#include <string.h> #ifndef __cplusplus char* strrchr(const char* s,int c); #else char* strrchr(char* s,int c); const char* strrchr(const char* s,int c); #endif
strrchr function searches backwards for a given character within a null-terminated string. It returns a pointer to the instance that is nearest to the end of the string, or null if the search failed.
strrchr has the ability to convert a const pointer into a non-const pointer. There is a reason for this behaviour, but it is open to misuse and it can prevent the compiler from detecting some types of error.
See the page ‘Const-incorrect standard library functions’ for a more detailed discussion of this issue.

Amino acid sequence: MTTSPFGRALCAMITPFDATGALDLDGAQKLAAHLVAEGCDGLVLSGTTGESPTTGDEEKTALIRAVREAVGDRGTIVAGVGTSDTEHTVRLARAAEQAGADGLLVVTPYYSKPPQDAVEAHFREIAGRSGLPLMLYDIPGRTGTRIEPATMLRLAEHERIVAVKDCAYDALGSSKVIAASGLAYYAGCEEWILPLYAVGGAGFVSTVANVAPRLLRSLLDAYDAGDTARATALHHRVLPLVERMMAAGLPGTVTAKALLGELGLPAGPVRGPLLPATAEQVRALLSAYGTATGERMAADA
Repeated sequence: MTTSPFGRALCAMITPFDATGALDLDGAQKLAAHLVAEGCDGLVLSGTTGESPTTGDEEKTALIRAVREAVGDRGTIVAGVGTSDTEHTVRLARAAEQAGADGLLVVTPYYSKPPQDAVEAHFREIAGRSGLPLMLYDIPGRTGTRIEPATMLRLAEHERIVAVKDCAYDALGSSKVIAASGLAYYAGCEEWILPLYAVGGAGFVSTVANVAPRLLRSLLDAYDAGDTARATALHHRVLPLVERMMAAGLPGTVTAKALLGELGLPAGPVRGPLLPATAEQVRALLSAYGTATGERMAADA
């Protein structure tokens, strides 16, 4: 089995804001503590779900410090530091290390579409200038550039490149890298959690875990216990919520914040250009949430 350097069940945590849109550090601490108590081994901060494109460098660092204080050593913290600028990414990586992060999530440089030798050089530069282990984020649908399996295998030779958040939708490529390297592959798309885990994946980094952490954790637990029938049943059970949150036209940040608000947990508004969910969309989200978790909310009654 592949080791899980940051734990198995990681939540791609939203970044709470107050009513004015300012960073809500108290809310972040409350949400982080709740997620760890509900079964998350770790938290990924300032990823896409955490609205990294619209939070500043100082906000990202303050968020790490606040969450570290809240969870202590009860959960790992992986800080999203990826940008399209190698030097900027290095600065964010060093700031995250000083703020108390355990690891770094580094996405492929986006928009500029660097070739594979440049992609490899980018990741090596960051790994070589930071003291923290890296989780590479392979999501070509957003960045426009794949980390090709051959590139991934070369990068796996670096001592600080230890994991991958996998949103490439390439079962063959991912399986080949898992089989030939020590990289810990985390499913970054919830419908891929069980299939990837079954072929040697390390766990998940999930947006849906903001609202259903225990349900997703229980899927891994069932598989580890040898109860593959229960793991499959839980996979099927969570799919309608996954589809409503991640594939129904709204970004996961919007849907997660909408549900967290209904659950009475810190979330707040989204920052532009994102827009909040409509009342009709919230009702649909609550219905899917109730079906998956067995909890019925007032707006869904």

strrchr performs a search it operates on the assumption that each character occupies exactly one byte. For this reason it is not generally suitable for use with multi-byte character encodings.
A useful exception to this rule is that, in the particular case of UTF-8, it is possible to search for characters in the Basic Latin block (U+0000 to U+007F inclusive). These characters are represented by a single byte, and the bytes used for that purpose do not occur in other characters. UTF-8 therefore behaves like a single-byte encoding under these circumstances, even though it is not in the general case.
- ✔ C90
- ✔ C99
- ✔ C++98
- ✔ C++11
In C++, use of the header
<string.h> is deprecated in favour of